Weekend reads: Dying unicorns, whiskey from space, and Putin’s bling ring
Lifestyle, 4:01
<p>From Gavin Davies on the equity crash to how bad cute, fluffy puppies are to the economy, here are some great reads for you this weekend:</p> <p> What caused the equity crash? Financial Times (paywall)<br /> VCs have 'Dying Unicorn' lists, but they aren't sharing them. Fortune<br /> Unravelling Russia’s offshore financial nexus. FT Alphaville (paywall)<br /> Strangers in strange lands. The Economist<br /> People like puppies, and it’s a big problem for the economy. Washinton Post<br /> New investigation exposes glam life of Vladimir Putin’s bling ring. BuzzFeed<br /> Chinese tech companies reportedly hiring 'cheerleaders' to motivate programmers. CBC <br /> What makes Uber run. Fast Company<br /> Fall movie preview 2015: biopics, Bond, and 'The Force Awakens.' Rolling Stone<br /> A whisky that spent nearly three years in space just landed back on Earth. Munchies<br /> Man angers neighbors by shining 'alien' fighting spotlights. UPI</p> <p>Photo: Peter Hopper</p>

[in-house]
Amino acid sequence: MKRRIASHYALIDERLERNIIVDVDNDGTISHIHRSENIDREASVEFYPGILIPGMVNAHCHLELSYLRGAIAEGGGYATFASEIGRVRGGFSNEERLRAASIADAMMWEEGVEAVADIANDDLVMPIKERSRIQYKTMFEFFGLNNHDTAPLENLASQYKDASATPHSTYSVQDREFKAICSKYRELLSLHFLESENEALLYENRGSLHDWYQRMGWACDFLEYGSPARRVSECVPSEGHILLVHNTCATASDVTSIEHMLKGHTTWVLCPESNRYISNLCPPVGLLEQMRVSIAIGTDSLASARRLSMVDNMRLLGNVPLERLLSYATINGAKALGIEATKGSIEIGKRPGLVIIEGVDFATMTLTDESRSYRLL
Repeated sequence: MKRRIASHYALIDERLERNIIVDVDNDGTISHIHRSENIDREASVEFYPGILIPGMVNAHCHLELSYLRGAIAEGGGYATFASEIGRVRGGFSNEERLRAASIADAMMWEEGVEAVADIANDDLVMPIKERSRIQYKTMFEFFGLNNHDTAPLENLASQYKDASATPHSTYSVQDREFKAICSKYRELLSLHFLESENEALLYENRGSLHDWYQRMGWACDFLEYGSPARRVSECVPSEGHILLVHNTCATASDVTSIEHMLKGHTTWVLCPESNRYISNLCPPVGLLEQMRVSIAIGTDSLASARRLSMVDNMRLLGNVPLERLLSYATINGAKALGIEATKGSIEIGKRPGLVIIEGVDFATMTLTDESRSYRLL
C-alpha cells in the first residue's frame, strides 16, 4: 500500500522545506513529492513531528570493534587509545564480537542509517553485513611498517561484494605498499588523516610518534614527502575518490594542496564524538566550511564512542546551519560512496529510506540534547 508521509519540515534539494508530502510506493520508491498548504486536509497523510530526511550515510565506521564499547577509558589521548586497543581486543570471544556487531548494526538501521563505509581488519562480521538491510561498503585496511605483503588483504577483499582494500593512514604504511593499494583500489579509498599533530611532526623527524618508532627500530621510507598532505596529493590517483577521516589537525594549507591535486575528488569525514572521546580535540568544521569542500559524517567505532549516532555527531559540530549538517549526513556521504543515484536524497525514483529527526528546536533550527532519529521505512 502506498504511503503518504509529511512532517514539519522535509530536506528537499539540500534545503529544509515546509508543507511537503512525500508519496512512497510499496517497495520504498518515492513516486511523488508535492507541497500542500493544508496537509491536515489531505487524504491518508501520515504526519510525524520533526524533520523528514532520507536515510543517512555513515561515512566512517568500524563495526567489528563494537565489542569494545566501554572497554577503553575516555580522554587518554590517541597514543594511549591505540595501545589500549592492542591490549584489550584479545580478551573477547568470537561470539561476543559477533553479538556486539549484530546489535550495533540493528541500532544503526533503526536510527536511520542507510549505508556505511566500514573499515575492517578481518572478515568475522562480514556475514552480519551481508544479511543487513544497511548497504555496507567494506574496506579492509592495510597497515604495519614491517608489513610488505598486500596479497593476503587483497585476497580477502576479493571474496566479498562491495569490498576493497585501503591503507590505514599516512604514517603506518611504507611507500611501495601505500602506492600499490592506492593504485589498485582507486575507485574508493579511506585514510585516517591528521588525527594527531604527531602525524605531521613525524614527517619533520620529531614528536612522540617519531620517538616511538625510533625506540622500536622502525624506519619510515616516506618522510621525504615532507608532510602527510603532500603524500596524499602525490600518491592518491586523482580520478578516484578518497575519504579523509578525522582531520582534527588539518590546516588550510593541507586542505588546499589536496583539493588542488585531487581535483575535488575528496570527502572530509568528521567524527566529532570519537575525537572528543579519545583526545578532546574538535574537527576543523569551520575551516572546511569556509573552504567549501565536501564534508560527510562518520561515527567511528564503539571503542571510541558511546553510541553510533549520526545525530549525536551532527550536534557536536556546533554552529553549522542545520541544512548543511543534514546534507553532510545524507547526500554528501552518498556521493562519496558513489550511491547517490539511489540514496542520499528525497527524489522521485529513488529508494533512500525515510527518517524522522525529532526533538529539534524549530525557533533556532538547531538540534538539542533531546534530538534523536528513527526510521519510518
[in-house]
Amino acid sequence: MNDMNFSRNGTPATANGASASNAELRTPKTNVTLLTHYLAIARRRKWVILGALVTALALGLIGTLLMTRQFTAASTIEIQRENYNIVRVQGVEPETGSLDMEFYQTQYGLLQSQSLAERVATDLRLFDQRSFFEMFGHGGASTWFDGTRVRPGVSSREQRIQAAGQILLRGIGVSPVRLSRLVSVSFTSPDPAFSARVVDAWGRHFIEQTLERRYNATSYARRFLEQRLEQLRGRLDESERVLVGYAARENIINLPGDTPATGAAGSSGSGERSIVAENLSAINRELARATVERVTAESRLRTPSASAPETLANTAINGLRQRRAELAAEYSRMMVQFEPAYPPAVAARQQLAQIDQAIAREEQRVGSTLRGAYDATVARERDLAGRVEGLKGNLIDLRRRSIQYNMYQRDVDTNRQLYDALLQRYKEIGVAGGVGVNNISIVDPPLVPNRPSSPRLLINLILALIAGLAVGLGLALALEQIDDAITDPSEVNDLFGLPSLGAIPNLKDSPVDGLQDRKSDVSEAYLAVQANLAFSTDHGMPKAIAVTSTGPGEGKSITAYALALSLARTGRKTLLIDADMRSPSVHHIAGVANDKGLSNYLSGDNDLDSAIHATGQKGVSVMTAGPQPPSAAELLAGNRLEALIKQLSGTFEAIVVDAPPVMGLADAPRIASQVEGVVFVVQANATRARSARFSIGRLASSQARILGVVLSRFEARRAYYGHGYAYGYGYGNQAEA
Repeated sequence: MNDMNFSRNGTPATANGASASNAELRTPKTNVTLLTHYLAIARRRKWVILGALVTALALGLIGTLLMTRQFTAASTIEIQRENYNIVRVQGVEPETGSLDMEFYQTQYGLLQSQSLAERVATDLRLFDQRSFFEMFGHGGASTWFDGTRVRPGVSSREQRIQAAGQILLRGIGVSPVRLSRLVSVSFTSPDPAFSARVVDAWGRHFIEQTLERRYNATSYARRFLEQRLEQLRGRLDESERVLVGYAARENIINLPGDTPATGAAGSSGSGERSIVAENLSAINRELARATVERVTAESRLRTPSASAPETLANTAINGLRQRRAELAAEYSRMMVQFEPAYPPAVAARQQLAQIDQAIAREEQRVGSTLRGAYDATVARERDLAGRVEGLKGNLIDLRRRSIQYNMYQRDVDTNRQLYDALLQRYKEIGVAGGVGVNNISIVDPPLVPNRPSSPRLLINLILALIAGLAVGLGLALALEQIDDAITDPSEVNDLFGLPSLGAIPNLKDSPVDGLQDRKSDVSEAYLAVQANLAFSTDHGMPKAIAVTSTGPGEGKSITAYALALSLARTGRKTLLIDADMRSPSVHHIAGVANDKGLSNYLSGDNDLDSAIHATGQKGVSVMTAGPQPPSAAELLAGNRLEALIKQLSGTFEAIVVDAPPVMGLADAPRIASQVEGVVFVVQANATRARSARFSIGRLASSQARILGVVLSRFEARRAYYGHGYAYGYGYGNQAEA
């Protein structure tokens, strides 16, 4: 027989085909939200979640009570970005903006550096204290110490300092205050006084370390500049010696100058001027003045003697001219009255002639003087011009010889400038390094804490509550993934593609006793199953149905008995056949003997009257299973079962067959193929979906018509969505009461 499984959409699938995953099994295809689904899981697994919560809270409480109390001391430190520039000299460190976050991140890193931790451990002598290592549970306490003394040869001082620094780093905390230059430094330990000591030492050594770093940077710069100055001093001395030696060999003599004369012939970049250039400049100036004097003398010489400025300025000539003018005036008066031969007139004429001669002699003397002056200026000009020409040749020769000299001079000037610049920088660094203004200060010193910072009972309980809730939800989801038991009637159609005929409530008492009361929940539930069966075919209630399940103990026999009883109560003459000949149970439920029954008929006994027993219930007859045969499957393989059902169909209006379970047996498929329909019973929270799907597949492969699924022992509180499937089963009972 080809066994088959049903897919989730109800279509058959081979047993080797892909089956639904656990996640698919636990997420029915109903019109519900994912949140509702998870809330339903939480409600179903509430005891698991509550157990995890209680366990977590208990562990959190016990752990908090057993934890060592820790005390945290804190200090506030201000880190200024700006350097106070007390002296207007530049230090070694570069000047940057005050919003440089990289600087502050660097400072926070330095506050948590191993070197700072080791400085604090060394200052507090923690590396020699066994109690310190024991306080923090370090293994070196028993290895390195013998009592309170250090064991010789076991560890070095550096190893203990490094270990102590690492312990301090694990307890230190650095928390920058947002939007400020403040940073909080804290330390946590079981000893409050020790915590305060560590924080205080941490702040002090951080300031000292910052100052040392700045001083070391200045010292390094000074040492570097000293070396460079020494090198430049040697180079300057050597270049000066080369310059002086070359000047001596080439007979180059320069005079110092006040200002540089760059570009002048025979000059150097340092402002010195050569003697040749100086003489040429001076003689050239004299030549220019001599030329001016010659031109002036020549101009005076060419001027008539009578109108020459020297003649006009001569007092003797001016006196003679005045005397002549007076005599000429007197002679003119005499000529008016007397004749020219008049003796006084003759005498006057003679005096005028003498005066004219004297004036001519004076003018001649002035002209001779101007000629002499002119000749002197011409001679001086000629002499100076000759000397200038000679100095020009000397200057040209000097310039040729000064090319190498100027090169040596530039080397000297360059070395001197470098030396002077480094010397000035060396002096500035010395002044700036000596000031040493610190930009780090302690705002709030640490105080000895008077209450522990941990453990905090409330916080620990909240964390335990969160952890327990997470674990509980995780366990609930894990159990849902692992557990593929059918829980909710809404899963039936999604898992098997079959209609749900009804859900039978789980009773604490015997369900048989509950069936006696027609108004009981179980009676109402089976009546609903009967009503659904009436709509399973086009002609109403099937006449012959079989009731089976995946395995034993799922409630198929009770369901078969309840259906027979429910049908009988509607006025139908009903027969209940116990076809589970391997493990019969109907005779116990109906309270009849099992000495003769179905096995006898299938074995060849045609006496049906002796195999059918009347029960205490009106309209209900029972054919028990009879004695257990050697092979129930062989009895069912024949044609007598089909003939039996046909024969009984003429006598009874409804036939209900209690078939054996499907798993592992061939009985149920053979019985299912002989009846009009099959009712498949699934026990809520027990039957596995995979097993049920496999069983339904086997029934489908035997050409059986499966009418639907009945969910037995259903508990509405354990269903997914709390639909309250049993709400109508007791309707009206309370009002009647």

Ken Griffin quietly buys condo for A REALLY LOUD $200 MILLION
Lifestyle, 4:01
<p>Life has not been kind to Ken Griffin lately. He’s in the middle of a divorce, he’s been reduced to eating McDonald’s, and some guy won’t let him combine his Palm Beach plots to create a mini beachfront village for himself.</p> <p>Thank God for small victories though:<br /> “Despite reports that a Qatari mogul was closing in on a record $250 million spread at the under-construction tower to make a single penthouse in the sky, multiple sources tell Page Six the buyer is actually Griffin.”<br /> That’s right, Page Six reports that while he and his wife battle over ownership of their multiple homes in New York, Chicago, Hawaii, etc., our man Ken calmly dropped somewhere around $200  million for a bunch of apartments in the Robert A.M. Stern-designed 220 Central Park South – the so-called “Billionaire’s Bunker.”</p> <p>The pad boasts nothing yet since its still in construction, but Curbed has some pretty epic renderings of the penthouse – just once slice of the Citadel chief’s portfolio in the 950-foot tower – here. Check it out.<br /> Photo: several seconds</p>